Penile Implant

Penile implants are a permanent surgical option for men with erectile dysfunction (ED). Penile implants are surgically-placed medical devices that produce natural-looking and natural-feeling erections. There are two main types of penile implants: inflatable and semirigid (or malleable). Each type of penile implant comes in a variety of lengths and girths, work in different ways, and have their own pros and cons.


Please speak with your urologist, or healthcare specialist, to determine if you’re a good candidate for the procedure.

How It Works

Penile implants are completely concealed and placed via a small incision. Surgery usually lasts less than one hour and, in most cases, is an outpatient procedure performed under general anesthesia. After surgery, patients may experience pain and soreness at the surgical site but can expect to go home with pain medication and a course of antibiotics to prevent infection. Most patients return to work and resume light activity within 3 to 5 days. Patients will follow up with their physician after approximately 3 weeks to check the incision and learn how to use the device. It typically requires six weeks post surgery before the patient is able to use the implant for the first time.

What it does

Penile implants provide a spontaneous and reliable erection without the use of medication. Once achieved, patients can maintain an erection for as long as desired.

Types of Implants

The most common type of penile implant is the inflatable implant. Just as the name implies, this implant is inflated to create an erection. The three-piece inflatable implant is composed of a water-filled reservoir positioned under the lower abdomen, two cylinders inserted in the penis, and a pump with a release valve placed inside the scrotum. Squeezing and releasing the pump moves the fluid into the cylinders, creating an erection.


The two-piece inflatable implant works similarly, except the reservoir is part of the pump in the scrotum. The two-piece implant is a good option for men with conditions preventing reservoir placement.


Semirigid (or malleable) penile implants consist of semirigid cylinders inserted into the penis. In this case, the penis can be manually lifted for use and manually pushed down after use. Semirigid implants are a good option for men with limited dexterity.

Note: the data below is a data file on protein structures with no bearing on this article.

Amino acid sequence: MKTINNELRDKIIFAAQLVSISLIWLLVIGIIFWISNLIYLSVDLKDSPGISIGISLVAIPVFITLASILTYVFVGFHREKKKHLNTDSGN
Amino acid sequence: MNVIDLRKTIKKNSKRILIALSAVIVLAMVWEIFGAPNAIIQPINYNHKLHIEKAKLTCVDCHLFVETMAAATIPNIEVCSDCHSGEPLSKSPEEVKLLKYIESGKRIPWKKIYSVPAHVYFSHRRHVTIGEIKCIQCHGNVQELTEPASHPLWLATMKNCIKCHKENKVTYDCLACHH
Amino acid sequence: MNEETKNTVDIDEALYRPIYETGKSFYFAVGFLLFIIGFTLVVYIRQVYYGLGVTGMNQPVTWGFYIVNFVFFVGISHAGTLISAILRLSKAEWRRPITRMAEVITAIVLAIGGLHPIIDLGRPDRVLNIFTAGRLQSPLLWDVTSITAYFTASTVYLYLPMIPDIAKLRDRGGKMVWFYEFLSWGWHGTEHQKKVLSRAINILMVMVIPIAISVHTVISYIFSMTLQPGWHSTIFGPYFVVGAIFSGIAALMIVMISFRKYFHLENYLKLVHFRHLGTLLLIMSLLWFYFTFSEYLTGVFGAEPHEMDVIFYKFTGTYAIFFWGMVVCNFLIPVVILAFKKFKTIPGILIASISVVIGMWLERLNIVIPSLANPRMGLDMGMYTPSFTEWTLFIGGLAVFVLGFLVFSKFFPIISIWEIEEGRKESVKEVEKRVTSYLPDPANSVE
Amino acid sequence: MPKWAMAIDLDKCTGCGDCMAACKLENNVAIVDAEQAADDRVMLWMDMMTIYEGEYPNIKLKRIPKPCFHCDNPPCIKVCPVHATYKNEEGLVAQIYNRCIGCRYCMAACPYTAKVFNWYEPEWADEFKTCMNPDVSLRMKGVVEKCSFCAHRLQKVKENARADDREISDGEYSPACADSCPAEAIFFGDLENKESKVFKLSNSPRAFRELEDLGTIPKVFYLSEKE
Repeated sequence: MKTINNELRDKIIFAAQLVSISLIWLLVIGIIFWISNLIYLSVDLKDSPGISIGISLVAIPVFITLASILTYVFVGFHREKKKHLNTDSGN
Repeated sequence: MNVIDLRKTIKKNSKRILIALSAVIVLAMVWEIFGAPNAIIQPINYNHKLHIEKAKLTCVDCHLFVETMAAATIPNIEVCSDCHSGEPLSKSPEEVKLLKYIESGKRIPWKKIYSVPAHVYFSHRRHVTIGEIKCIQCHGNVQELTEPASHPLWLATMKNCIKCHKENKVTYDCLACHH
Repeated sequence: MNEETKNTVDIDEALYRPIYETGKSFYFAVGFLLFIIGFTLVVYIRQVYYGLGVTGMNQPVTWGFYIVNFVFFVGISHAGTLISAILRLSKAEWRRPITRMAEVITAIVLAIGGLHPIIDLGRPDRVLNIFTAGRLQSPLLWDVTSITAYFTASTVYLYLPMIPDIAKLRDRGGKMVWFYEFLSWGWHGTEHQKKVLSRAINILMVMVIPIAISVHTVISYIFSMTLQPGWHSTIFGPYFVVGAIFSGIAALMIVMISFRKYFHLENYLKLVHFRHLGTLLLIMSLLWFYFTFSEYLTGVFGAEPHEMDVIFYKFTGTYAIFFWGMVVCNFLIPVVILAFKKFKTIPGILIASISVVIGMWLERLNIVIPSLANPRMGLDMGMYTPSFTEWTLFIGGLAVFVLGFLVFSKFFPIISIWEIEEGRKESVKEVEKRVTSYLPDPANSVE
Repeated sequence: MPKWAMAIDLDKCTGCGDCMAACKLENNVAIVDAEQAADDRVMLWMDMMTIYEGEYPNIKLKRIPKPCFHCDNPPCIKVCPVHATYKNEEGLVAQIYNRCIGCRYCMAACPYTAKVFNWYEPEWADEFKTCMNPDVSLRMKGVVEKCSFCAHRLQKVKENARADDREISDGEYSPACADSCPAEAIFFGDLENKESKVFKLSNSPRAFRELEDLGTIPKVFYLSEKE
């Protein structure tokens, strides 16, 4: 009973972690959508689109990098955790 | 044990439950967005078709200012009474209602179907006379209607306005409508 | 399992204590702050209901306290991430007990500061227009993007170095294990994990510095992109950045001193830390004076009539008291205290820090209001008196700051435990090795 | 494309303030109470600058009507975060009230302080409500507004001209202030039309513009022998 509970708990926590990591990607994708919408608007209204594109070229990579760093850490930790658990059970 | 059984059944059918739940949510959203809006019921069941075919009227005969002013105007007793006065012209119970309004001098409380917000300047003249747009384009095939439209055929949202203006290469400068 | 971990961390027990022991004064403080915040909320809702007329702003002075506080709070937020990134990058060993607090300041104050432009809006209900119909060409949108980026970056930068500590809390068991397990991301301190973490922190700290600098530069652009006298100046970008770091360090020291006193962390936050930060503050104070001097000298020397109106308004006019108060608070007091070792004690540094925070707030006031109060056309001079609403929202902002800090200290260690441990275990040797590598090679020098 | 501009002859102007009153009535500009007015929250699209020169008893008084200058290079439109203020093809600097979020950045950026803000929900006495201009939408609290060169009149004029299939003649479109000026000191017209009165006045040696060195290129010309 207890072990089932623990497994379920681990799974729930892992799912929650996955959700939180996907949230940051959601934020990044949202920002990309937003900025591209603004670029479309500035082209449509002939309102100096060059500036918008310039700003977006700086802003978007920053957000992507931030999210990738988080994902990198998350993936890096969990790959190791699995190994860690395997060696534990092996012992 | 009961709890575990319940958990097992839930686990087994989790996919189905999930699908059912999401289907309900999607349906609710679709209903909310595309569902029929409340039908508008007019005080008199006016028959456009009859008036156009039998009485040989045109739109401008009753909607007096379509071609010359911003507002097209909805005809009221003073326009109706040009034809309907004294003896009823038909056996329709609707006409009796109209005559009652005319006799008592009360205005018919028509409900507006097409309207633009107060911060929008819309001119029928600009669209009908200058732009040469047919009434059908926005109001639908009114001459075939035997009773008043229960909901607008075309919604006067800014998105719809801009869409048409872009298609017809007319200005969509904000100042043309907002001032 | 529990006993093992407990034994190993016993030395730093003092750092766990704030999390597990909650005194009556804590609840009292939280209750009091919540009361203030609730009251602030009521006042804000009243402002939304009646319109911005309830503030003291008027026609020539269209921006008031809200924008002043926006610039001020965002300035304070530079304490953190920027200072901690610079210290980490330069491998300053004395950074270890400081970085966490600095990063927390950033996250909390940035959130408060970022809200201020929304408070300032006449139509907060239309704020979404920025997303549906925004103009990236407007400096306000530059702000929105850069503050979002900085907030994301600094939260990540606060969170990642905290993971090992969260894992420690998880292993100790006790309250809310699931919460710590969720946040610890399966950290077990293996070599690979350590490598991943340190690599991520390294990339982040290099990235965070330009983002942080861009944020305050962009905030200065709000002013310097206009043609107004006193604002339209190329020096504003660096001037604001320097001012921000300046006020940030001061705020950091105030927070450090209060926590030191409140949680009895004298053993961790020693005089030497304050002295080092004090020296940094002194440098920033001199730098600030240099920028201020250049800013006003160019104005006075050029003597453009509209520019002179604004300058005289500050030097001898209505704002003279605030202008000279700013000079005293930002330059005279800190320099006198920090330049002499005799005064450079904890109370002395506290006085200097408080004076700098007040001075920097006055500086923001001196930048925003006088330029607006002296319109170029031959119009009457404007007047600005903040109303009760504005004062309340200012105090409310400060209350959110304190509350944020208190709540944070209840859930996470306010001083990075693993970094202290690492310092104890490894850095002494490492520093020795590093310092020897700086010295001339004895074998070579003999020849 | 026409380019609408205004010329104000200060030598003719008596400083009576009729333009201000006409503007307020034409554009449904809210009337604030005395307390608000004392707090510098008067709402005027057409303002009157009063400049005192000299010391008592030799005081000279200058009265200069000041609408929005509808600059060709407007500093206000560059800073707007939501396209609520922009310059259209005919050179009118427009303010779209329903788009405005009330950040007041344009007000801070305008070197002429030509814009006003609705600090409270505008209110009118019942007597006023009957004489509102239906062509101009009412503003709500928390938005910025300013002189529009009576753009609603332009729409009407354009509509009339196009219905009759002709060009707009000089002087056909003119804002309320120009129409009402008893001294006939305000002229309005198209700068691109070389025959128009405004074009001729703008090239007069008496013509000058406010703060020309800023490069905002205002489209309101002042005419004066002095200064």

Reasons for use

Penile implants are commonly used when it is unlikely for ED to resolve or improve naturally. Implantation is considered in patients who may be unresponsive to oral medications, have structural disorders of the penis (e.g., Peyronie’s disease), or have experienced tissue loss from cancer or injury. Penile implants allow for more spontaneity since there is no wait time and allows the patient to regain control of their erectile function.


Ready to get started?

The cost of penile implants may range from $3,000 to $20,000 depending on the type of device used and where the surgery is performed. Fortunately, Medicare, as well as most private insurance companies cover penile implants. Coverage can vary and it is recommended that you work with your doctor’s office and insurance carrier to verify benefits prior to receiving the penile implant surgery.

$3,000 – $20,000

man picking up and holding a woman smiling at each other

Accessory Items

Troubleshooting Guide

Patients can return to light activity within a few days. Most patients can resume sexual activity at approximately 6 weeks after surgery.
The implant is completely concealed in the body and undetectable after surgery. Partners of patients have reported not knowing their partner had a penile implant until after they were told about the surgery.

Penile implants create a natural-feeling erection, and you control how long it lasts. Penile implants do NOT influence penile sensation, orgasm, or ejaculation.

Penile implants are not immune to wear over time, but patients can closely follow their urologist’s advice to encourage a longer penile implant lifespan. A study looking into the longevity of a Boston Scientific penile implant demonstrated a 7-year survival of up to 94%.

Each type of implant has its set of risks and benefits. You will have a thorough conversation with your doctor about what device is right for you based on several factors including but not limited to: age, risk of infection, health conditions, past injuries and past medical treatments.

Do’s and Don’ts


  • Do closely follow the pre- and post-surgery instructions from your doctor, including what medications must be stopped and restarted.
  • Do follow up with your doctor at approximately 3 weeks to learn how to use the device.


  • Don’t engage in physically strenuous activities or lift more than 15 pounds for at least 6 weeks.
  • Don’t begin having intercourse until after approximately 6 weeks post-surgery.


Boston Scientific Corporation. Available penile implant products for ED. Updated June 2019. Accessed September 2, 2022.


Boston Scientific Corporation. FAQS about erectile dysfunction, penile implants, and insurance coverage. Updated June 2019. Accessed September 2, 2022.


Enemchukwu EA, Kaufman MR, Whittam BM, Milam DF. Comparative revision rates of inflatable penile prostheses using woven Dacron® fabric cylinders. J Urol. 2013;190(6):2189-2193. doi:10.1016/j.juro.2013.06.112


Levine LA, Estrada CR, Morgentaler A. Mechanical reliability and safety of, and patient satisfaction with the Ambicor inflatable penile prosthesis: results of a 2 center study. J Urol. 2001;166(3):932-937.


Mayo Foundation for Medical Education and Research. Penile Implants. Updated 2022. Accessed September 2, 2022.


Melmed S, Koenig RJ, Rosen CJ, Auchus RJ, Goldfine AB. Sexual Dysfunction in Men and Women. In: Williams Textbook of Endocrinology. 14th ed. Philadelphia, PA: Elsevier; 2020:756-795.